Amy: Absolutely. And the chance to get away to nurture it, even if it’s something that you’ve incorporated on a daily basis, the chance to really devote a whole period of time where you don’t have the normal responsibilities of day-to-day life helps you deepen those things.

Marianne: Absolutely. One of the questions a lot of people have about this retreat is either perhaps they don’t think they’re a writer, they’re don’t think they’re a photographer or perhaps they’ve never done yoga. And it’s all very well for Jen and Tracey and I to reassure people that there’s no need for any particular level of expertise; that these are simply tools we use to connect with our own animating force—to use your lovely language. But they might prefer to hear from somebody who was there. How did you experience Creative Joy in terms of the technical level of skill that you would need to have to enjoy the experience?

Amy: I think if you come with an open heart and an open mind and you’re willing to see what you can do, and not come in judging yourself, because ultimately the idea is that you can. But doing any of these things are an expression of yourself at whatever level you’re ready to do it.

I had not done yoga in very long time and was very nervous about doing that specifically, and it was wonderful. It was transformative for me to really remember that my body can do some of these things and if I ask it it will do more.

The writing was probably the scariest because as a person that likes words, a lot of judgement goes into the words that come out of my mouth or out of my pen or keyboard, so really focusing on the joy and the process and not the product. And I think that was one of the things that Jen talked about and savouring the doing of it not necessarily for the sake of having some masterpiece at the end, but just exploring, expressing yourself.

Marianne: Yes. Jen has been a teacher for me in that regard. She really has a lot of insight into what gets in the way of our true creative force, and that desire to control the outcome, which I think a lot of us share. But it really does. It really blocks the possibility for what might emerge, and I think that’s one of the things that she teaches so wonderfully in this context.

Amy: Yes. And it’s there in the yoga as well. Thinking of these things not as an end result, but as a practice, as a process, has been a philosophy that I’ve tried to carry into really all aspects of my life. So when the perfectionist in me starts wigging out, I think ‘We’re just practicing. We’re just practicing. Look at the process.’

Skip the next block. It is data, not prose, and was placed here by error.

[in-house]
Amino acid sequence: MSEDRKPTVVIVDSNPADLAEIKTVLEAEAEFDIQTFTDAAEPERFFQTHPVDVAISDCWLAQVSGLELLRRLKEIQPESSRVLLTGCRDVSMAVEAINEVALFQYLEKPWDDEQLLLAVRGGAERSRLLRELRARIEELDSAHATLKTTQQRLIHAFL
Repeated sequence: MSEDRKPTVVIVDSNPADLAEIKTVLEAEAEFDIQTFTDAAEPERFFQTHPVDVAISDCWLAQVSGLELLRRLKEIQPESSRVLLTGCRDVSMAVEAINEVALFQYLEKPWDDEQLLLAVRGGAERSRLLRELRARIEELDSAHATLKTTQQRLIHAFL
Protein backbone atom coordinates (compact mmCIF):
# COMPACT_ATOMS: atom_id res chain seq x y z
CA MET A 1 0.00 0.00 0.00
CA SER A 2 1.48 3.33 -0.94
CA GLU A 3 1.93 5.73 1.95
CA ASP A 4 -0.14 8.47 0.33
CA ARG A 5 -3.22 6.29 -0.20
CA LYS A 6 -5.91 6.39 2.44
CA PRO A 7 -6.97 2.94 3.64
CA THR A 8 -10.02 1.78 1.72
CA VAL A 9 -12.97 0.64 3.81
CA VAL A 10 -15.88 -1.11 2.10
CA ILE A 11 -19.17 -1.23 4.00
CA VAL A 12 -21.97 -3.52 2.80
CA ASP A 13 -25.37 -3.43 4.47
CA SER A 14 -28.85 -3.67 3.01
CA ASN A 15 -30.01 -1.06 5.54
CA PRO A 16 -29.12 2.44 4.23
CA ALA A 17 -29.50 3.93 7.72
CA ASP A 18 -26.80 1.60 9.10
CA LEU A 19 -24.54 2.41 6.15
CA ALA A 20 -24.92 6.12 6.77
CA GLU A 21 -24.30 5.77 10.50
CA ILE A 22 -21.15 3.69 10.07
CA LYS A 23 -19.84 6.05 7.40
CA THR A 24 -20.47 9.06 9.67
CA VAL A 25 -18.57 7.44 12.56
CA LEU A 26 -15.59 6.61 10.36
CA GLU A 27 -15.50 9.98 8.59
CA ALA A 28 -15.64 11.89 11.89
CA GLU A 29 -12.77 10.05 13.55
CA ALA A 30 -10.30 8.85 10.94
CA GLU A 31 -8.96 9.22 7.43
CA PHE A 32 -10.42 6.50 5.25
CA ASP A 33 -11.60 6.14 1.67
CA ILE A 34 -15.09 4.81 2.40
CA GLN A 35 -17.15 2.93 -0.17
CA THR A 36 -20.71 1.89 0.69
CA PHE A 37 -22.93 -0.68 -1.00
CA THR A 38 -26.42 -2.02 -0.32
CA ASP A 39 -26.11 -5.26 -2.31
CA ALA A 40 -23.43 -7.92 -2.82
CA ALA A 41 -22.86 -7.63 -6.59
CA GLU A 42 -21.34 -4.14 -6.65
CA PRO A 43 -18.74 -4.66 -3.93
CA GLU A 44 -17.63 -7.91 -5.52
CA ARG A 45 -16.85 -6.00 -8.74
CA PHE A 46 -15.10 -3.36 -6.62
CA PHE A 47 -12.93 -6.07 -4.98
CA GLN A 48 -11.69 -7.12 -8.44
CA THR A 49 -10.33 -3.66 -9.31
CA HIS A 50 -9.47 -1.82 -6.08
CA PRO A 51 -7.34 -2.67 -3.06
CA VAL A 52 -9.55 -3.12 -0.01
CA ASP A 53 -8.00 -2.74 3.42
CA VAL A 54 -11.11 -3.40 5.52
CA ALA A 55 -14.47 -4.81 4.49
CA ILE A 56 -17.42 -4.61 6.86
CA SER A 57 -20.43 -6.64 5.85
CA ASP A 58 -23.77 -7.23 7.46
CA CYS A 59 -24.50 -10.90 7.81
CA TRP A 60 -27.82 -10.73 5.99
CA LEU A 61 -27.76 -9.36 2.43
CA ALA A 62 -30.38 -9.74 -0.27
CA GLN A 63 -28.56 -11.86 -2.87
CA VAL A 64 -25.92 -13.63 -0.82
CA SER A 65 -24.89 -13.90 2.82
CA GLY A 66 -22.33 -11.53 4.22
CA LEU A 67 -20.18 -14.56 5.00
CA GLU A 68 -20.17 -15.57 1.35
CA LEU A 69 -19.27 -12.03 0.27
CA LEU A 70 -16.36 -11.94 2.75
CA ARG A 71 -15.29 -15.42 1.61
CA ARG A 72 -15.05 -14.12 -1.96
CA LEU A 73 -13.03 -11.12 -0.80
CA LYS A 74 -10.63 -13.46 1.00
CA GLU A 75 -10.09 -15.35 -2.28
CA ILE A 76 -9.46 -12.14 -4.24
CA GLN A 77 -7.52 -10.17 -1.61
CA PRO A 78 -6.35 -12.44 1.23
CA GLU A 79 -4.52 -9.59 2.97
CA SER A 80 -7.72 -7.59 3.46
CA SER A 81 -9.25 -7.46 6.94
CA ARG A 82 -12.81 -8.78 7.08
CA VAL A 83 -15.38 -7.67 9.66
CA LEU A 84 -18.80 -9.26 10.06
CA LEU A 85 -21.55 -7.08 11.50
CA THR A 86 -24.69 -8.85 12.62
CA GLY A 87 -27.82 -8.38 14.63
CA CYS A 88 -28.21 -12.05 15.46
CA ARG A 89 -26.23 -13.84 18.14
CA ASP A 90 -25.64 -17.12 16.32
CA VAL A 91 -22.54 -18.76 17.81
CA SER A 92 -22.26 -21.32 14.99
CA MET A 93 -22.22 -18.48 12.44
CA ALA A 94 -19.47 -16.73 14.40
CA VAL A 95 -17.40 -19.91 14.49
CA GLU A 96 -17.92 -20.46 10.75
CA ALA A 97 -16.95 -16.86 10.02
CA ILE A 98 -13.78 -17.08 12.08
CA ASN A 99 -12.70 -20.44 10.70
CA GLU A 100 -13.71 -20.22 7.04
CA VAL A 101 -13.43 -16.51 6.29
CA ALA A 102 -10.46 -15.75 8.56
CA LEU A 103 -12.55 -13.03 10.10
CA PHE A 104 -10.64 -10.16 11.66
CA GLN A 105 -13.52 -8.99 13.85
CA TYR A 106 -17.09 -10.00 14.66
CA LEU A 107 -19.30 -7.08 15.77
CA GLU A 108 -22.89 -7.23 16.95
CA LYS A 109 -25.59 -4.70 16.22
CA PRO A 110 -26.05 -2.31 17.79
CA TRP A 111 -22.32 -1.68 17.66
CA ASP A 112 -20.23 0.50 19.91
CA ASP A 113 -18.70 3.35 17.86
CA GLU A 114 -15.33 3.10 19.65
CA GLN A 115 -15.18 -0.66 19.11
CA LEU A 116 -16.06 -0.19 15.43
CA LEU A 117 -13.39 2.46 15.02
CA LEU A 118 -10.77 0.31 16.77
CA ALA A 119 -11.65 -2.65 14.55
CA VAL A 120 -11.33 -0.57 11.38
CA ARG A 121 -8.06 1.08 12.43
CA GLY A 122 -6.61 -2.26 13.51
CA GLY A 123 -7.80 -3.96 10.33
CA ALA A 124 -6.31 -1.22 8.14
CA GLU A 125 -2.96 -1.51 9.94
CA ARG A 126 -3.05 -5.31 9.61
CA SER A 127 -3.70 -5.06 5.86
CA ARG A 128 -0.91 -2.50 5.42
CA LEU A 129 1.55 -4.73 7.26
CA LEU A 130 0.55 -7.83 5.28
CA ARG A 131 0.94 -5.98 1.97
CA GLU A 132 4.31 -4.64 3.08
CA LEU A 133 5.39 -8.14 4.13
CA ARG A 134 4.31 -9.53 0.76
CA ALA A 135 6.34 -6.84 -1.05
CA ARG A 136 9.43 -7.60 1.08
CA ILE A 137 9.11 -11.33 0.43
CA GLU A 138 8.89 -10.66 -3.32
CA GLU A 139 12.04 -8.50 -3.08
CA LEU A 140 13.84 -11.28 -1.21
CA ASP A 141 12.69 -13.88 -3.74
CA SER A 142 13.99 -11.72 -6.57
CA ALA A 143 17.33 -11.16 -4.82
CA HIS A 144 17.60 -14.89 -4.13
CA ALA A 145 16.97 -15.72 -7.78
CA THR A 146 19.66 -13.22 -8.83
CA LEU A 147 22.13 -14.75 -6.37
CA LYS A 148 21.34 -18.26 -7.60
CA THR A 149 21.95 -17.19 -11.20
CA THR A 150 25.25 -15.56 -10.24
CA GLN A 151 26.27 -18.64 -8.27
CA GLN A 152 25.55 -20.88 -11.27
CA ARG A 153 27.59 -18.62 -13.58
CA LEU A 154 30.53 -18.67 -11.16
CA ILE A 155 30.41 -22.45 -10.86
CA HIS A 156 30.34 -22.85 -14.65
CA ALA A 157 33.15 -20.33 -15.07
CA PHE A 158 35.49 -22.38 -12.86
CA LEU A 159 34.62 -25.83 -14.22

Marianne: Yes! I love the word practice. It gives me so much space in yoga and in meditation because we use it with both two beautiful senses. There’s the sense for me of being committed; when you practice something it means that you keep doing it- there’s a consistency in practice. But it also has that other lovely sense of rehearsing. It doesn’t have to be perfect yet, and I love that as well. I find those two things bring a nice balance between the kind of commitment that serves me, but with a lovely ease – without that sense of having to get it right.

Amy: Definitely.

Marianne: My last question, which I think in a sense you’ve already answered, is what changes do you think have taken place in yourself out of the experience of taking the time to be at Creative Joy this past summer?

Amy: Well, probably the first one has been how important it is to take the time to take care of yourself in all of the different ways that means: both physically and paying attention to that thing inside, that animating spirit that goes into every aspect of your life, your work, your relationships, your hobby. It really opens your eyes and your heart to life and not just go from day to day.

Marianne: Beautiful. Thank you so much, Amy.

Amy: It’s such a wonderful experience whatever people are coming to it for, and I think probably if you asked every woman, they got something different out of it, but something equally exciting for them. And I can’t say enough how great a time I had.